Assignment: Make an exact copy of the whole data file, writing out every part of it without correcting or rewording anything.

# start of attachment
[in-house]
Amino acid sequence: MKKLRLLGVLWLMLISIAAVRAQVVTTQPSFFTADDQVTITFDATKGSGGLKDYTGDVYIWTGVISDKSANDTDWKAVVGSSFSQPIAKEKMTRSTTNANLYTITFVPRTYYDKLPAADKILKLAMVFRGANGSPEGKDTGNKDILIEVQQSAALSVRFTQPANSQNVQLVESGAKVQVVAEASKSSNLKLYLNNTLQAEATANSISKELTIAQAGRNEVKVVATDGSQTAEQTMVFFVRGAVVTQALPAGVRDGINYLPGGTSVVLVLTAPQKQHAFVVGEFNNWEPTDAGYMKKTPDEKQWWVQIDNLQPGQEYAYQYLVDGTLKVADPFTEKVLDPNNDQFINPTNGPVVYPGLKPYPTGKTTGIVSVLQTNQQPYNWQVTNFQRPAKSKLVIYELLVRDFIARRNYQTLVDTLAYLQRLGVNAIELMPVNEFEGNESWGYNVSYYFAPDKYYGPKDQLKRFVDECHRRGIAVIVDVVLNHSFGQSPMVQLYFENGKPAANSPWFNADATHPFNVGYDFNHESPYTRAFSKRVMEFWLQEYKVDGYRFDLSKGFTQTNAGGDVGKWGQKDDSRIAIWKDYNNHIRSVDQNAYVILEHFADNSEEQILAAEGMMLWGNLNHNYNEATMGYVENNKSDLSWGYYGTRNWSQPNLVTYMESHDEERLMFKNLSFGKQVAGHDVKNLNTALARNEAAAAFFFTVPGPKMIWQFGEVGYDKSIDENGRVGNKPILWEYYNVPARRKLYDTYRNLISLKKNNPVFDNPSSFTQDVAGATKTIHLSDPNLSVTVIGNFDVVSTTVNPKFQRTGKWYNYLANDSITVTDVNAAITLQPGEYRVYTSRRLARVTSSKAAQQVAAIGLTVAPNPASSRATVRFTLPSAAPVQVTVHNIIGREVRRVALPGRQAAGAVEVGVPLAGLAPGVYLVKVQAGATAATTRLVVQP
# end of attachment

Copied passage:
[in-house]
Amino acid sequence: MKKLRLLGVLWLMLISIAAVRAQVVTTQPSFFTADDQVTITFDATKGSGGLKDYTGDVYIWTGVISDKSANDTDWKAVVGSSFSQPIAKEKMTRSTTNANLYTITFVPRTYYDKLPAADKILKLAMVFRGANGSPEGKDTGNKDILIEVQQSAALSVRFTQPANSQNVQLVESGAKVQVVAEASKSSNLKLYLNNTLQAEATANSISKELTIAQAGRNEVKVVATDGSQTAEQTMVFFVRGAVVTQALPAGVRDGINYLPGGTSVVLVLTAPQKQHAFVVGEFNNWEPTDAGYMKKTPDEKQWWVQIDNLQPGQEYAYQYLVDGTLKVADPFTEKVLDPNNDQFINPTNGPVVYPGLKPYPTGKTTGIVSVLQTNQQPYNWQVTNFQRPAKSKLVIYELLVRDFIARRNYQTLVDTLAYLQRLGVNAIELMPVNEFEGNESWGYNVSYYFAPDKYYGPKDQLKRFVDECHRRGIAVIVDVVLNHSFGQSPMVQLYFENGKPAANSPWFNADATHPFNVGYDFNHESPYTRAFSKRVMEFWLQEYKVDGYRFDLSKGFTQTNAGGDVGKWGQKDDSRIAIWKDYNNHIRSVDQNAYVILEHFADNSEEQILAAEGMMLWGNLNHNYNEATMGYVENNKSDLSWGYYGTRNWSQPNLVTYMESHDEERLMFKNLSFGKQVAGHDVKNLNTALARNEAAAAFFFTVPGPKMIWQFGEVGYDKSIDENGRVGNKPILWEYYNVPARRKLYDTYRNLISLKKNNPVFDNPSSFTQDVAGATKTIHLSDPNLSVTVIGNFDVVSTTVNPKFQRTGKWYNYLANDSITVTDVNAAITLQPGEYRVYTSRRLARVTSSKAAQQVAAIGLTVAPNPASSRATVRFTLPSAAPVQVTVHNIIGREVRRVALPGRQAAGAVEVGVPLAGLAPGVYLVKVQAGATAATTRLVVQP